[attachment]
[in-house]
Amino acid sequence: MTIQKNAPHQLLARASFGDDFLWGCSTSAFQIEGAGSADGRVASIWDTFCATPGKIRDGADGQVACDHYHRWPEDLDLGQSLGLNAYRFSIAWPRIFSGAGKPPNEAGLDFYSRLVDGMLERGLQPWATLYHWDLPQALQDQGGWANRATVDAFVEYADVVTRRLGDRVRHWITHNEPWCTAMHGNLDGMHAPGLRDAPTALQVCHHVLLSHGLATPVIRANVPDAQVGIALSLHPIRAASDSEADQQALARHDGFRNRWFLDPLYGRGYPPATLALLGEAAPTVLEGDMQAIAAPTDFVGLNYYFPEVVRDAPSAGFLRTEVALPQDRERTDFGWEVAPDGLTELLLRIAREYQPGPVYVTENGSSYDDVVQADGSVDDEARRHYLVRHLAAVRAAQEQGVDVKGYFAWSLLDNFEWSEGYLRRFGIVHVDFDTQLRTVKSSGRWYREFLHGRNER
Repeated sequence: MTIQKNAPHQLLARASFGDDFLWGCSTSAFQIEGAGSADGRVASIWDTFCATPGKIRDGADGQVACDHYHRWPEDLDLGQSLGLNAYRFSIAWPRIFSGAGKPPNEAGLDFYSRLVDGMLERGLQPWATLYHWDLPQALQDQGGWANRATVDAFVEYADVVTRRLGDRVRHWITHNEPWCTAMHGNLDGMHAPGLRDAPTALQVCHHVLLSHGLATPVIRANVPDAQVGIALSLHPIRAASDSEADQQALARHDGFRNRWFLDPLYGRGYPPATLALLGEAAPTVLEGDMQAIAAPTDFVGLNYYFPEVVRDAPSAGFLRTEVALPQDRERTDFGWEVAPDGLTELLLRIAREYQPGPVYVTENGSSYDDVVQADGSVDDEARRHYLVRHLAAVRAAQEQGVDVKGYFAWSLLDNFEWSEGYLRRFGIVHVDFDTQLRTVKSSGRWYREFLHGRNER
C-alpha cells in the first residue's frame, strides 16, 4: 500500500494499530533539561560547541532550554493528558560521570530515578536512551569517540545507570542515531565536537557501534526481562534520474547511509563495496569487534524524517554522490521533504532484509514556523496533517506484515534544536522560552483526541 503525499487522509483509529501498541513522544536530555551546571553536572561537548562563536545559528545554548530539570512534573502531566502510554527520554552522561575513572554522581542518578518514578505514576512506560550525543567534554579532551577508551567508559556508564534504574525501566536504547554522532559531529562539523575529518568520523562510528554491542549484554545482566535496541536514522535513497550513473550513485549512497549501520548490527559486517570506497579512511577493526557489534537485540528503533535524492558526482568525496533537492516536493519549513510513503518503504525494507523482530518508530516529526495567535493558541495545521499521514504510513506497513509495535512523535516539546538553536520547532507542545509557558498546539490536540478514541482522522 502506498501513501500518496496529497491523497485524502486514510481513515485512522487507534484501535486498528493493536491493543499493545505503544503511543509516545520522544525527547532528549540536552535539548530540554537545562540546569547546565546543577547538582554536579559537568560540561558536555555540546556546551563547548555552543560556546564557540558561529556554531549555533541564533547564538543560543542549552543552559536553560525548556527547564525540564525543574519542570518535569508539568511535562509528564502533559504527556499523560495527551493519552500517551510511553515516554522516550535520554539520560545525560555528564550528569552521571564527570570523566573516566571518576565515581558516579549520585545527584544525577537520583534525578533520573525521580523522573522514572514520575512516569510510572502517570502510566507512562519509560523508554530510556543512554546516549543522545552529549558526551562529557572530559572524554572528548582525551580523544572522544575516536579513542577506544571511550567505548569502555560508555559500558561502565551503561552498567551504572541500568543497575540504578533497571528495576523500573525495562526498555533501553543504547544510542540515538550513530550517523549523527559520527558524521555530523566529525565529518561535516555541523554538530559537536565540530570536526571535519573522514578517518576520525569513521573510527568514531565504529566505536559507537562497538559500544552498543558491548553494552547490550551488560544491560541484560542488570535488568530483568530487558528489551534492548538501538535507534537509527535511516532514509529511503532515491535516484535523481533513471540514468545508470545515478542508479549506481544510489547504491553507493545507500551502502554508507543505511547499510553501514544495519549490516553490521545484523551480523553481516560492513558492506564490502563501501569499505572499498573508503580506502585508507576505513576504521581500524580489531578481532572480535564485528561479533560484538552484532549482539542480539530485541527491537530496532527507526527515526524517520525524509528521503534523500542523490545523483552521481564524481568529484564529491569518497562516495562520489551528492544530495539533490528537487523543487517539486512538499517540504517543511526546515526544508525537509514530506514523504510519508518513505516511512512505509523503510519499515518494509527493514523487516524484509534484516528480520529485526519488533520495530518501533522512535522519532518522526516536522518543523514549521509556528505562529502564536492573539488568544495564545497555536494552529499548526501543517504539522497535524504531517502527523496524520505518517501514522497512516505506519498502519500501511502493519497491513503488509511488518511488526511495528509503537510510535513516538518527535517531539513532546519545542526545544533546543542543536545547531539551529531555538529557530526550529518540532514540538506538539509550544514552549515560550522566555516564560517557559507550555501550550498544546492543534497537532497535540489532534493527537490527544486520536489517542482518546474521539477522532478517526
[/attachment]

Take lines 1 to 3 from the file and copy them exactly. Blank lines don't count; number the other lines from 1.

[in-house]
Amino acid sequence: MTIQKNAPHQLLARASFGDDFLWGCSTSAFQIEGAGSADGRVASIWDTFCATPGKIRDGADGQVACDHYHRWPEDLDLGQSLGLNAYRFSIAWPRIFSGAGKPPNEAGLDFYSRLVDGMLERGLQPWATLYHWDLPQALQDQGGWANRATVDAFVEYADVVTRRLGDRVRHWITHNEPWCTAMHGNLDGMHAPGLRDAPTALQVCHHVLLSHGLATPVIRANVPDAQVGIALSLHPIRAASDSEADQQALARHDGFRNRWFLDPLYGRGYPPATLALLGEAAPTVLEGDMQAIAAPTDFVGLNYYFPEVVRDAPSAGFLRTEVALPQDRERTDFGWEVAPDGLTELLLRIAREYQPGPVYVTENGSSYDDVVQADGSVDDEARRHYLVRHLAAVRAAQEQGVDVKGYFAWSLLDNFEWSEGYLRRFGIVHVDFDTQLRTVKSSGRWYREFLHGRNER
Repeated sequence: MTIQKNAPHQLLARASFGDDFLWGCSTSAFQIEGAGSADGRVASIWDTFCATPGKIRDGADGQVACDHYHRWPEDLDLGQSLGLNAYRFSIAWPRIFSGAGKPPNEAGLDFYSRLVDGMLERGLQPWATLYHWDLPQALQDQGGWANRATVDAFVEYADVVTRRLGDRVRHWITHNEPWCTAMHGNLDGMHAPGLRDAPTALQVCHHVLLSHGLATPVIRANVPDAQVGIALSLHPIRAASDSEADQQALARHDGFRNRWFLDPLYGRGYPPATLALLGEAAPTVLEGDMQAIAAPTDFVGLNYYFPEVVRDAPSAGFLRTEVALPQDRERTDFGWEVAPDGLTELLLRIAREYQPGPVYVTENGSSYDDVVQADGSVDDEARRHYLVRHLAAVRAAQEQGVDVKGYFAWSLLDNFEWSEGYLRRFGIVHVDFDTQLRTVKSSGRWYREFLHGRNER